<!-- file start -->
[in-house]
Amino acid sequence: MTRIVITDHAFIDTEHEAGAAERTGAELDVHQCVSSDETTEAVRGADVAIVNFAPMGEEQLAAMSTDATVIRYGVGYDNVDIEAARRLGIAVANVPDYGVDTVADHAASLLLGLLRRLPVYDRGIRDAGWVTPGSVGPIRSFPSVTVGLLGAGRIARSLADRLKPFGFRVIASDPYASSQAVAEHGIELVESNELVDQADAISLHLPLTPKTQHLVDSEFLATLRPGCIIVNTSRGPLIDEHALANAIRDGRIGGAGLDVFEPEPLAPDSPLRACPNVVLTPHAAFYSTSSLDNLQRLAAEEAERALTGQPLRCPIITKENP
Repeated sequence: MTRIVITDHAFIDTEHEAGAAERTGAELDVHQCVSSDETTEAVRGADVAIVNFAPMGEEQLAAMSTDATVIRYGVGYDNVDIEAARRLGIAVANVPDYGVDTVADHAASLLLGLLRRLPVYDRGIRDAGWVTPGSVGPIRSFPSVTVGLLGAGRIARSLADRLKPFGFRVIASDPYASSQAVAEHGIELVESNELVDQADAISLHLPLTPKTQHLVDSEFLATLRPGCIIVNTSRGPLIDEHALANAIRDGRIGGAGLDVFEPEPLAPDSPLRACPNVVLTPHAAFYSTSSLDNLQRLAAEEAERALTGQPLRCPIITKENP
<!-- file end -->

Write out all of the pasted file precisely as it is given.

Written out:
[in-house]
Amino acid sequence: MTRIVITDHAFIDTEHEAGAAERTGAELDVHQCVSSDETTEAVRGADVAIVNFAPMGEEQLAAMSTDATVIRYGVGYDNVDIEAARRLGIAVANVPDYGVDTVADHAASLLLGLLRRLPVYDRGIRDAGWVTPGSVGPIRSFPSVTVGLLGAGRIARSLADRLKPFGFRVIASDPYASSQAVAEHGIELVESNELVDQADAISLHLPLTPKTQHLVDSEFLATLRPGCIIVNTSRGPLIDEHALANAIRDGRIGGAGLDVFEPEPLAPDSPLRACPNVVLTPHAAFYSTSSLDNLQRLAAEEAERALTGQPLRCPIITKENP
Repeated sequence: MTRIVITDHAFIDTEHEAGAAERTGAELDVHQCVSSDETTEAVRGADVAIVNFAPMGEEQLAAMSTDATVIRYGVGYDNVDIEAARRLGIAVANVPDYGVDTVADHAASLLLGLLRRLPVYDRGIRDAGWVTPGSVGPIRSFPSVTVGLLGAGRIARSLADRLKPFGFRVIASDPYASSQAVAEHGIELVESNELVDQADAISLHLPLTPKTQHLVDSEFLATLRPGCIIVNTSRGPLIDEHALANAIRDGRIGGAGLDVFEPEPLAPDSPLRACPNVVLTPHAAFYSTSSLDNLQRLAAEEAERALTGQPLRCPIITKENP